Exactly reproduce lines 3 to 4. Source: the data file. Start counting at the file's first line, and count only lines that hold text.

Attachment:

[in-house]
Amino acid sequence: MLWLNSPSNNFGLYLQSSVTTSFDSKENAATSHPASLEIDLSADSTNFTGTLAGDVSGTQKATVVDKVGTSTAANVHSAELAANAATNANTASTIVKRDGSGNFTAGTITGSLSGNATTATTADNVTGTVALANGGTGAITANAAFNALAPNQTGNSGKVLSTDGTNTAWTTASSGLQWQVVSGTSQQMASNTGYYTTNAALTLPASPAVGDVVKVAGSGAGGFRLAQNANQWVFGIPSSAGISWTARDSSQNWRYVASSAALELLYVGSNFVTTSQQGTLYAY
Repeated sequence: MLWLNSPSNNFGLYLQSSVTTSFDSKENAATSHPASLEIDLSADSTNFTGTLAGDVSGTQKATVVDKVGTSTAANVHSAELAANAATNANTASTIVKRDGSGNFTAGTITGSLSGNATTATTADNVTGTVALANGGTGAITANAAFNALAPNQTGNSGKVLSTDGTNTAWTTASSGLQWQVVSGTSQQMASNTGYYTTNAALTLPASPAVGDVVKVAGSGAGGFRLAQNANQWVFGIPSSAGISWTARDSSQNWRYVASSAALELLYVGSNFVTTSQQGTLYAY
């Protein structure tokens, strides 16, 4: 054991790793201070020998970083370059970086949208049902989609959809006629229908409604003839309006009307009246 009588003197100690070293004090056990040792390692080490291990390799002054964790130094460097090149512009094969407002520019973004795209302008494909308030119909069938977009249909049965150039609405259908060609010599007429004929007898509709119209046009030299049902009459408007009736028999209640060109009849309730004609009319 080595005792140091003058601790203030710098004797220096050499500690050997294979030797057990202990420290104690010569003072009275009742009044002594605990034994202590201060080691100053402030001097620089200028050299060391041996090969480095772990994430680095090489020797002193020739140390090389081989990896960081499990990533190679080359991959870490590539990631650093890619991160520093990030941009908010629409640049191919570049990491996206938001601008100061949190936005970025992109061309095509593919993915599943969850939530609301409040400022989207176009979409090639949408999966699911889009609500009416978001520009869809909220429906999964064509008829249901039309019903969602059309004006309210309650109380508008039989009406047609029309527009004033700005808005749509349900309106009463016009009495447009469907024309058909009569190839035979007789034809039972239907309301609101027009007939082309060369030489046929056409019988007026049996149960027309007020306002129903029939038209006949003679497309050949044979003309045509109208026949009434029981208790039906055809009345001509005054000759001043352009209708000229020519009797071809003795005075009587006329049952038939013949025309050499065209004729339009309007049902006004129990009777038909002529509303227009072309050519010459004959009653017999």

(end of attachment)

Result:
Repeated sequence: MLWLNSPSNNFGLYLQSSVTTSFDSKENAATSHPASLEIDLSADSTNFTGTLAGDVSGTQKATVVDKVGTSTAANVHSAELAANAATNANTASTIVKRDGSGNFTAGTITGSLSGNATTATTADNVTGTVALANGGTGAITANAAFNALAPNQTGNSGKVLSTDGTNTAWTTASSGLQWQVVSGTSQQMASNTGYYTTNAALTLPASPAVGDVVKVAGSGAGGFRLAQNANQWVFGIPSSAGISWTARDSSQNWRYVASSAALELLYVGSNFVTTSQQGTLYAY
């Protein structure tokens, strides 16, 4: 054991790793201070020998970083370059970086949208049902989609959809006629229908409604003839309006009307009246 009588003197100690070293004090056990040792390692080490291990390799002054964790130094460097090149512009094969407002520019973004795209302008494909308030119909069938977009249909049965150039609405259908060609010599007429004929007898509709119209046009030299049902009459408007009736028999209640060109009849309730004609009319 080595005792140091003058601790203030710098004797220096050499500690050997294979030797057990202990420290104690010569003072009275009742009044002594605990034994202590201060080691100053402030001097620089200028050299060391041996090969480095772990994430680095090489020797002193020739140390090389081989990896960081499990990533190679080359991959870490590539990631650093890619991160520093990030941009908010629409640049191919570049990491996206938001601008100061949190936005970025992109061309095509593919993915599943969850939530609301409040400022989207176009979409090639949408999966699911889009609500009416978001520009869809909220429906999964064509008829249901039309019903969602059309004006309210309650109380508008039989009406047609029309527009004033700005808005749509349900309106009463016009009495447009469907024309058909009569190839035979007789034809039972239907309301609101027009007939082309060369030489046929056409019988007026049996149960027309007020306002129903029939038209006949003679497309050949044979003309045509109208026949009434029981208790039906055809009345001509005054000759001043352009209708000229020519009797071809003795005075009587006329049952038939013949025309050499065209004729339009309007049902006004129990009777038909002529509303227009072309050519010459004959009653017999």